A deal to save the powersharing Executive in Northern Ireland is likely to be announced imminently.
The coalition’s two main parties – the Democratic Unionists (DUP) and Sinn Féin - as well as the Irish and British Governments, are expected to make statements on the proposed settlement later this afternoon.
A meeting of the Stormont Executive and a separate round table meeting involving all the main parties and the two governments have been scheduled to brief political leaders on the details ahead of the planned announcements.
It is understood the deal has found a way to resolve an acute budgetary crisis caused by a long-running failure to implement welfare reforms in the North.
A motion to give Westminster the power to rule on the devolved matter is expected to be debated in the Assembly on Wednesday.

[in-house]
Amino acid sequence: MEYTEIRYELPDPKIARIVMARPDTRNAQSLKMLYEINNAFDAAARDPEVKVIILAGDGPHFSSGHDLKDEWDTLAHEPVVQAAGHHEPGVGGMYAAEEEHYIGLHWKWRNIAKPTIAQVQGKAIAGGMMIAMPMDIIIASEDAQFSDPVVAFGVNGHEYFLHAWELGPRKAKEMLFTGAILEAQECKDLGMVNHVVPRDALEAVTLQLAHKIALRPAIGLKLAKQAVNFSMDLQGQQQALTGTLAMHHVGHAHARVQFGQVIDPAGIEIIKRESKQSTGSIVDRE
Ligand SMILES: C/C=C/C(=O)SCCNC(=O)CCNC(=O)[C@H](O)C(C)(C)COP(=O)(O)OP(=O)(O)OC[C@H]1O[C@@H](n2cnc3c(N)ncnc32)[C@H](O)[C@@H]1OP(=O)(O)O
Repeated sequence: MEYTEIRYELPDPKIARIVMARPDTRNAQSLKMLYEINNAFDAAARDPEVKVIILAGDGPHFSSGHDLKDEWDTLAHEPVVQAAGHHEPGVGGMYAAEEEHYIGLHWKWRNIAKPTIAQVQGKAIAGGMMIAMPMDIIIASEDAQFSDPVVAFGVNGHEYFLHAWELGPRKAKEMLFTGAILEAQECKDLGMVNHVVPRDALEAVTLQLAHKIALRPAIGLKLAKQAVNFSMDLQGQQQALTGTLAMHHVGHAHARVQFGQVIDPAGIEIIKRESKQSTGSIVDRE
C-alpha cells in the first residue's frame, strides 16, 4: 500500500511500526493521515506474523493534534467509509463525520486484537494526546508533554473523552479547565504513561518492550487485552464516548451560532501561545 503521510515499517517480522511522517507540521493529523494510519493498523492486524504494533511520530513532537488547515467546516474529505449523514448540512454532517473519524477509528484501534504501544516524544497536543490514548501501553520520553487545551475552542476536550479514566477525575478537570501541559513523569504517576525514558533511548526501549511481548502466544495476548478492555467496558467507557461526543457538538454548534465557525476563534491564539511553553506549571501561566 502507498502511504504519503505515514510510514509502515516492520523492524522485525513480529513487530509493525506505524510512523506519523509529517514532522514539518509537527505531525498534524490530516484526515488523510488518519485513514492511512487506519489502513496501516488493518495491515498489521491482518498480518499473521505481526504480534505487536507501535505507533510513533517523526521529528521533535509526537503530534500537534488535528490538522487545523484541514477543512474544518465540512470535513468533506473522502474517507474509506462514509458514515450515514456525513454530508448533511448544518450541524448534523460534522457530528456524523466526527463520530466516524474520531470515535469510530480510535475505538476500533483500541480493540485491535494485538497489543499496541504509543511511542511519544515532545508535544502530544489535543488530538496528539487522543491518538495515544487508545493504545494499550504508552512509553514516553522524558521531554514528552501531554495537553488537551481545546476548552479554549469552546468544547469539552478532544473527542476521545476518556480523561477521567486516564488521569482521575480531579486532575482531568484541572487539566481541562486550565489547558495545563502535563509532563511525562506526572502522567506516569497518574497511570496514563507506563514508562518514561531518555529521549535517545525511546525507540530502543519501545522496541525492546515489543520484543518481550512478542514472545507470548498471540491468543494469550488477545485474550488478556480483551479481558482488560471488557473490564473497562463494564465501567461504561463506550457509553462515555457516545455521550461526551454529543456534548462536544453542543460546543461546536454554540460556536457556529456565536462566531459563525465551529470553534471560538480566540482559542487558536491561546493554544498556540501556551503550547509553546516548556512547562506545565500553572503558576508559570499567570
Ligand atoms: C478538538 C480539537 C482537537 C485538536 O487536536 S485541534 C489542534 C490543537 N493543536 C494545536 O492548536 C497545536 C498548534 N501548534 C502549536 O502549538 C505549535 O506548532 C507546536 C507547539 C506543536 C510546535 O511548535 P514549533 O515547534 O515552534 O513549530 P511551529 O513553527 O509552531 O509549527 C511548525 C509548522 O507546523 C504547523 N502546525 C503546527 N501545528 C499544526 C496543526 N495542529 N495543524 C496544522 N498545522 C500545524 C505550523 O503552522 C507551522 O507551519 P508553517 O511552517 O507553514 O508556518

However, it does not incorporate a solution to a vexed wrangle over the legacy of Northern Ireland’s troubled past with intensive negotiations failing to resolve the impasse over the prospect of some official documents not being disclosed, on national security grounds, to proposed truth-recovery bodies.
The fallout from the IRA-linked killing of former IRA man Kevin McGuigan in August had been on the agenda during the ten-week talks process and a new three-person panel is likely to be set up to examine the ongoing scourge of paramilitarism.
It is thought the independent panel will report back next May.
While only DUP and Sinn Féin sign-off is required among the local parties to implement any deal, they both would ideally like the endorsement of Stormont’s three other main parties – the Ulster Unionists, the SDLP and Alliance Party - to add greater legitimacy.
The UUP is viewed as the least likely of the three to sign up.
The SDLP has insisted it will not sign up to a bad deal.